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Hypertension Treatment Effective in Reversing Vascular Damage

WINSTON-SALEM, N.C. – A hypertension medication called olmesartan medoxomil is effective in reversing the narrowing of the arteries that occurs in patients with high blood pressure, according to a new study.
Carlos M. Ferrario, M.D., one of the study’s lead investigators and director of the Hypertension and Vascular Research Center at Wake Forest University Baptist Medical Center, said, “We believe the data add to the growing evidence for the role of angiotensin receptor blockers in preventing or reversing vascular damage at many stages during this disease process.”
The one-year study, titled Vascular Improvement with Olmesartan medoxomil Study (VIOS), was published in the current Journal of the American Society of Hypertension. The study evaluated the effects of an angiotensin receptor blocker (olmesartan medoxomil) vs. a beta-blocker (atenolol) on vascular function and structure in patients with stage 1 hypertension.
Olmesartan medoxomil is marketed in the United States as Benicar® and in Europe as Olmetec® by Daiichi Sankyo, Inc., which funded the study.
After one year of treatment, olmesartan medoxomil improved the artery abnormalities in high blood pressure patients and returned arterial architecture to normal levels. This was not seen with the atenolol.
Olmesartan medoxomil is a member of a class of antihypertensive medications that help lower blood pressure by blocking the angiotensin II receptor on the blood vessels that causes constriction and increase blood pressure. This medication also blocks the release of a hormone that causes salt retention and increased blood volume.
Hypertension affects one in three Americans and, if left uncontrolled for a long time, can cause organ damage, as well as heart disease, stroke and other problems.
Olmesartan is currently being reviewed in several trials, including the Randomized Olmesartan and Diabetes Microalbuminuria Prevention study (ROADMAP), which is investigating the drug’s effectiveness in preventing early stage kidney disease in 4,400 patients with type 2 diabetes.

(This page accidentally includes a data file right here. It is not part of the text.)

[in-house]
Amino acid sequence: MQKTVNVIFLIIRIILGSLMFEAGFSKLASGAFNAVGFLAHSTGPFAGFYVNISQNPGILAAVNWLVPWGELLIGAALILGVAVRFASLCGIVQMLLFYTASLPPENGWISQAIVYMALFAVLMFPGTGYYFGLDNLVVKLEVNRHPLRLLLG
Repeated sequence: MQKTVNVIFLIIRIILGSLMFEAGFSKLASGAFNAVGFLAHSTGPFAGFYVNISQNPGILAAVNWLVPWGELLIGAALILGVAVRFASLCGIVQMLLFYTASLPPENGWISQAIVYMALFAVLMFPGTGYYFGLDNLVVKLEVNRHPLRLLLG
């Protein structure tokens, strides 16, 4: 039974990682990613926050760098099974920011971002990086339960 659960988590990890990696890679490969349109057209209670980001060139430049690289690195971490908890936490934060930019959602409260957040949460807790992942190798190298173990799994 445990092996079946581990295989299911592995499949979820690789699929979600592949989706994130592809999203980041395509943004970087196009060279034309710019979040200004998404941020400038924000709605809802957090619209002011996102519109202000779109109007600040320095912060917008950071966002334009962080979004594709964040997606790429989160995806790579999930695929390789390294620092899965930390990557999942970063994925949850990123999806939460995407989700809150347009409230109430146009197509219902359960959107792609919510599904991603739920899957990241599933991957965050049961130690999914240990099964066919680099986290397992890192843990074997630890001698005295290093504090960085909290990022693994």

The VIOS results were presented at the Hypertension 2008 symposium, a scientific conference co-hosted by the European and International Societies of Hypertension. Dr. Ferrario was in Berlin, Germany, for the symposium, where he conducted interviews on Sunday and yesterday with international media about the significance of the VIOS data.
Ferrario, professor of surgical sciences and of physiology and pharmacology, is the Dewitt Cordell Professor of Surgical Research at Wake Forest Baptist. His outstanding achievements in cardiovascular research include his breakthrough discoveries concerning the renin-angiotensin system and the use of novel antihypertensive medications for the prevention of heart attacks and strokes.
An internationally recognized center for the investigation of vascular disease and hypertension, the Hypertension & Vascular Research Center provides comprehensive care for hypertension and vascular disease, a mobile blood pressure clinic, early screening and management of peripheral artery disease.
Since it was established at Wake Forest, the Hypertension and Vascular Research Center has raised more than $23 million in funding from the National Institutes of Health and the American Heart Association. In addition, more than $3 million in grants have been awarded by pharmaceutical companies. The center has been awarded grant revenues totaling $4.7 million this academic year.


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